Review by Steve Raymond
8019 Belair Road
Baltimore, MD 21236
The protagonist, 23-year-old Powell Taylor, has been groomed to join his father’s Florida Panhandle jewelry business, but decides he’d rather be a fly-fishing guide and heads for the Keys to seek his fortune. I did not relish the thought of the 850-mile drive ahead of me, he ruminates as he waves goodbye to his family. Fifteen hours to think about whether I’d made the right decision or not.
Of course he has his flats boat in tow and rhapsodizes about it as he drives south: For me, standing on the poling platform above the engine, moving my skiff along the shore in water less than 10 inches, is as much fun as the fishing itself. While standing on the platform, one’s view is increased a thousandfold. Once a fish is spotted, the skill of advancing the skiff within casting range is indeed an art. It becomes a challenge, a hunt.
En route he decides to stop in Homosassa for a little tarpon fishing. There he meets a character by the name of Captain Limbo, of whom he says: Although he spoke slowly with a heavy Southern accent, he was definitely not stupid. Actually it turns out Limbo has a doctorate in marine biology and is some sort of freelance investigator for an ill-defined agency identified only as Customs. Limbo and Taylor become friends and decide to rendezvous in Key West.
Resuming his trip, Taylor naturally encounters The Girl to End All Girls. Her name is Dawn and they end up camping together on an otherwise deserted island which also happens to be surrounded by schools of fly-hungry fish. Taylor becomes torn between sex and snook. We did say this was fiction, didn’t we?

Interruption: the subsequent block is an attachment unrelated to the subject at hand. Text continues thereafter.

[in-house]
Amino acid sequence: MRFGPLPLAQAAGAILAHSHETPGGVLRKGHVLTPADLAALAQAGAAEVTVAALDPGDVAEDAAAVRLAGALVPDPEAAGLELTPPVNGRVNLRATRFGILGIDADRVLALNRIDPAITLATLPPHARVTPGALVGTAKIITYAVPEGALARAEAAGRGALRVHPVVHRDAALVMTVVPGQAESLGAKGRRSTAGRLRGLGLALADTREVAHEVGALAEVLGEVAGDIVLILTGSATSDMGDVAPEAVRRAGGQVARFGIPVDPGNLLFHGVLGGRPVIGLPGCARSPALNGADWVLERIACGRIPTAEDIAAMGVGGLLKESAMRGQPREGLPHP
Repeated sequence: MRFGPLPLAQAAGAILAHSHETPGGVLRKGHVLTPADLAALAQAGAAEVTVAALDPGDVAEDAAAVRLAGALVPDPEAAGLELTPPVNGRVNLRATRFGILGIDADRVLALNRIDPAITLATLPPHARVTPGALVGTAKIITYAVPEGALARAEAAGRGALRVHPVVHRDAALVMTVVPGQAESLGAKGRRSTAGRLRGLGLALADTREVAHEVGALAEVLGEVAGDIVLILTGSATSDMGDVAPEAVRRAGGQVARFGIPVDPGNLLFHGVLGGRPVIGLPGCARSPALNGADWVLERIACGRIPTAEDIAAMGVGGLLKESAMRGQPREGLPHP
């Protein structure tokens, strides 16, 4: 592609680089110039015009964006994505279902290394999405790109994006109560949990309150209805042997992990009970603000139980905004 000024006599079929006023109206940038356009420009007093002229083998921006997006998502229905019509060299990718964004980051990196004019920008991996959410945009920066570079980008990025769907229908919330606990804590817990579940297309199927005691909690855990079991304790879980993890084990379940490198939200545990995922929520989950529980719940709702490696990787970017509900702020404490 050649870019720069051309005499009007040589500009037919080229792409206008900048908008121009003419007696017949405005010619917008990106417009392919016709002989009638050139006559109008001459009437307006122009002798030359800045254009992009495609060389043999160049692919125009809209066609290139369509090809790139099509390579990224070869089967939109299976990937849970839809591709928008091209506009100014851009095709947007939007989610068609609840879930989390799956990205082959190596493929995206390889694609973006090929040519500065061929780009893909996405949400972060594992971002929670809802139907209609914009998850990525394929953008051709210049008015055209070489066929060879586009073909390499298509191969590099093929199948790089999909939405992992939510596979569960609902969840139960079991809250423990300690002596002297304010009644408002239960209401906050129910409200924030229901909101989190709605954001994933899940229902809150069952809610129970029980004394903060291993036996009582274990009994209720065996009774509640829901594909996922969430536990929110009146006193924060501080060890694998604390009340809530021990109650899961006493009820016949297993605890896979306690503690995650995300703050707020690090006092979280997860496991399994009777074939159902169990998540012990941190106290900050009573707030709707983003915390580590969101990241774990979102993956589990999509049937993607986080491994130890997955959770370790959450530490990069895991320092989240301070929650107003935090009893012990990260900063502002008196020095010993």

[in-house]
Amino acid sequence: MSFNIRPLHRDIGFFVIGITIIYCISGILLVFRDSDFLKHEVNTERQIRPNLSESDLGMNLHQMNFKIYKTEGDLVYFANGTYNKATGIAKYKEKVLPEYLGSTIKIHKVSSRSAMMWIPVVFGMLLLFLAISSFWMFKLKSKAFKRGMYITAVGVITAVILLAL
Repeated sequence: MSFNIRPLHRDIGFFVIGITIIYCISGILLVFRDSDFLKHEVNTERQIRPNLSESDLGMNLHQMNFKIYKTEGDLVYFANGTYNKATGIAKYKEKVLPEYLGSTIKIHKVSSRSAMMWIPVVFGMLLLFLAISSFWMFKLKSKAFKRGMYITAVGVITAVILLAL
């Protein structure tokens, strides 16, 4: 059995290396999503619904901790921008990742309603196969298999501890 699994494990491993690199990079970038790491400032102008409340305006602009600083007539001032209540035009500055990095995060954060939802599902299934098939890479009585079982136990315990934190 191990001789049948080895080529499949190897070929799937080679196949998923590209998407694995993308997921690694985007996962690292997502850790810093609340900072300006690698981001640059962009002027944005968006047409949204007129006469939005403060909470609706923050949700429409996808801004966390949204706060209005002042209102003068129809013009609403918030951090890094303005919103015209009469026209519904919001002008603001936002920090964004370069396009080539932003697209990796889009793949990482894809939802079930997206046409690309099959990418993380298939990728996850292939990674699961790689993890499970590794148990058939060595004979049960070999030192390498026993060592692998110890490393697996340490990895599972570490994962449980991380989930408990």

When Taylor finally reaches Key West he meets fly-shop proprietor Jeffrey Cardenas, definitely a non-fictional character, who goes on to play a fairly substantial role in the book. Limbo helps Taylor get a job at a local jewelry store, where he soon finds himself involved in a murder investigation in which a fabulous piece of jewelry called The Reef plays a deadly role.
One thing leads to another, lots of people get killed, Taylor goes fishing again, Dawn comes to live with him, they both become targets of bad guys, and if you want to learn how this unlikely tale turns out you’ll just have to read the rest for yourself.
A warning, though: The plot unwinds slowly, especially in the early going, and there are plenty of loose ends and things that don’t quite add up. These and other defects are the unmistakable signs of an inexperienced writer.
But hey, what do you expect for $19.95 these days?